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Can a cafeteria plan be effective prior to being formally adopted by the corporation?


Guest cstrong
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Guest cstrong

Can a cafeteria plan be effective prior to formal adoption by the corporation? For example, can a cafeteria plan be effective (i.e., the written document executed by an authorized corporate officer) as of January 1 but not formally adopted by the board until February 1? I'd appreciate any insight.

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The plan must be adopted before it can become effective, but section 125 does not say how the employer must adopt. While action by the Board is conclusive, it is a matter of corporate governance, which involves agency principles.

If the officer was indeed authorized, that should suffice. But if the officer was authorized, why did the Board "formally" adopt later? What do you mean by "authorized"?

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The gist of this inquiry might be one or both of:

1. 125 deductions were taken in January even tho the Board did not adopt the plan until later.

2. the sponsor may want the new 125 plan to cover expenses incurred in January even tho the Board did not adopt the plan until later.

I'm a retirement actuary. Nothing about my comments is intended or should be construed as investment, tax, legal or accounting advice. Occasionally, but not all the time, it might be reasonable to interpret my comments as actuarial or consulting advice.

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Guest cstrong

When I say "authorized" I mean that the individual has authority to sign on behalf of the corporation.

Do you think it makes a difference if the plan is executed? For example, what if the plan is in place as of Janaury 1 (i.e., the plan has been drafted, the corporation is operating in accordance with its terms but it hasn't been executed because there isn't a signature line) and then the board formally adopts the plan at its February 1 board meeting to be effective as of January 1. Is the plan effective as of January 1?

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Guest grafals

The plan can be adopted during the Plan Year by the board, with an effective date preceding the date of the board resolution. This is not the preferred course of action, but it is not uncommon, and it is effective on the company. The greatest problem results when you begin operation of the plan, which later is either not ratified by the board, or is significantly changed, despite your communications with employees. And, employee elections must be made PRIOR TO the plan year, so you would have to have rolled the plan out before it began operation, and still before board adoption. There are numerous instances of companies having board resolutions to start a plan for the next year, but not meeting to adopt until the end of Q1 or Q2. This shouldn't present a problem.

Moreover, a plan can actually be deemed to exist even w/out documents or employer adoption, when intent can be inferred on the part of the employer.

In order to be fully compliant, Plan documents have to be executed and the Plan adopted by the company. However, for better or worse, judicial rulings have, in the past, inferred the existence of a Plan, where the employer behaves as though one exists. Such rulings have been supported by the IRS, DOL and Tax Court. The government takes this position to benefit the employee and punish the employer, since holding that the plan doesn't exist, subjects employees to tax liability due to the "bad act" of the employer.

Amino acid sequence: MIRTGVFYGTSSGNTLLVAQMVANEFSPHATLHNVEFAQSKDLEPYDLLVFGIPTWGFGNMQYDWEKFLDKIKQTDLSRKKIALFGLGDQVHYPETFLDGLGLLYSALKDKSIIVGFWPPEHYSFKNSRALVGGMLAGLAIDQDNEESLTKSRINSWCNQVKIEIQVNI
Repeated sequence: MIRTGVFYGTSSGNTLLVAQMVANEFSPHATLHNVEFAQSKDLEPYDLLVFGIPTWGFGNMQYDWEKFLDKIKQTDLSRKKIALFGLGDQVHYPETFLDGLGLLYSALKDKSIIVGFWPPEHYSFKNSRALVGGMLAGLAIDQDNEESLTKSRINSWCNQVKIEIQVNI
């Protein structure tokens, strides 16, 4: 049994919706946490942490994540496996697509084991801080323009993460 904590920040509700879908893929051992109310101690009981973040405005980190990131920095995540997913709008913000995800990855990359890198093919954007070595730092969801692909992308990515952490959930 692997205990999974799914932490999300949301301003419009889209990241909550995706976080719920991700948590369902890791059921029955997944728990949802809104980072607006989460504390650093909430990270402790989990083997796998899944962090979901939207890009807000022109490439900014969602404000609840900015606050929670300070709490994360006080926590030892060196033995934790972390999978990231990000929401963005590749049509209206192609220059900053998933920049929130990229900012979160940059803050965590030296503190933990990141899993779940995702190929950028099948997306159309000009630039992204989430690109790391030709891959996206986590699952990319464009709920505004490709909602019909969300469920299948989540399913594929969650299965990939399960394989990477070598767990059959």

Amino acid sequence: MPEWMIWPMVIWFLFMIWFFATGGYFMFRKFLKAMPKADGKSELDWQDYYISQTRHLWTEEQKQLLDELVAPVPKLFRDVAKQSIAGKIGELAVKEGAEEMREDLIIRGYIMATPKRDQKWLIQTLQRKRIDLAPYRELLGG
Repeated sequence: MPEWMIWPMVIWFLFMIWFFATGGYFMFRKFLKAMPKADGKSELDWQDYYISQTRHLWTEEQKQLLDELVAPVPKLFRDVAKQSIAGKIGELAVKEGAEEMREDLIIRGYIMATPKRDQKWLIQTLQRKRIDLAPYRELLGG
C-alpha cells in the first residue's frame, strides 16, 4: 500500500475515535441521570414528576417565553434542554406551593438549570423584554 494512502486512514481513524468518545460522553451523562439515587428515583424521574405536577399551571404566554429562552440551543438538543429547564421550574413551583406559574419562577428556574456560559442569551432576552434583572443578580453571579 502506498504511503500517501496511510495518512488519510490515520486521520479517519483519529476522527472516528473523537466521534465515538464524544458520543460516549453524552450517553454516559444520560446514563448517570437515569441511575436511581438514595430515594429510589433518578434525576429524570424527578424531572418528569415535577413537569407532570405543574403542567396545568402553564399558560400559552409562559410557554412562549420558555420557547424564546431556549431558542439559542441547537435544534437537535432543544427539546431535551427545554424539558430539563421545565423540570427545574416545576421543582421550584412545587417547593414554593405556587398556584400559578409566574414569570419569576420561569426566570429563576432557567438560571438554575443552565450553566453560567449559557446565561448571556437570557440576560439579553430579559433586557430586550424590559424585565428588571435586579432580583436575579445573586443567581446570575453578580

I say for better or worse, because on the one hand, this can save a plan that wasn't properly adopted. But, on the other hand, the IRS or the court will look to whatever notes and records the company has in existence, and impute the plan's terms from that. Pursuant to ERISA, that generally means terms most favorable to the employees.

What you could find in your worst nightmare, is that the elections of Key Employees and HCE's get disqualified, while the company gets hit with an irrevocable plan, that provides tremendous benefits for the employees and is a nightmare to document, administer or terminate.

So, technically the Plan must be properly adopted. But, unofficially, it might exist, even w/out proper adoption or even documentation. There are probably hundreds or thousands of employers operating cafeteria plans without proper documents or adoption out there. In some cases, it ends up being no big deal. In others, it can be very costly.

If you find yourself in this predicament, the best thing to do, is compile all your company's records about the administration of the plan, put them in a binder and label it "Cafeteria Plan." Then proceed to your nearest attorney with the binder, and ask them to prepare an amended and restated plan, effective as of the date the plan began to operate.

Most important, talk to ERISA counsel ASAP.

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It is customary for corporate officers to have authority to adopt plan documents on behalf of the corp. In any event the document can be adopted by having a corp officer sign it subject to ratification by the board at at later date. Also the 125 regs only require a written document. I dont know what the problem is where the officer has authority to sign on behalf of the corp. In my experience most corporate boards do not want to to be involved in the adoption of welfare plans and delegate authority to corp officers.

mjb

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grafals:

I think your statement misrepresents the position of the IRS. The IRS will not strain to cobble together a plan document from stray pieces or infer formal adoption from vague actions that are consistent with having a plan. I also don't think the DOL gets into the picture because section 125 plans are not ERISA plans, although the medical FSA component is subject to ERISA. You are correct that the courts have been more flexible and forgiving, especially with respect to corporate governance, as noted by mbozek.

I also think "don't worry" is a bad general message. Retroactive actions are more acceptable in the retirement area because of the rules on retroactive effective dates. There are no similar rules under section 125 and people tend to get into bad habits based on retirement plan rules. Employers should respect the applicable rules.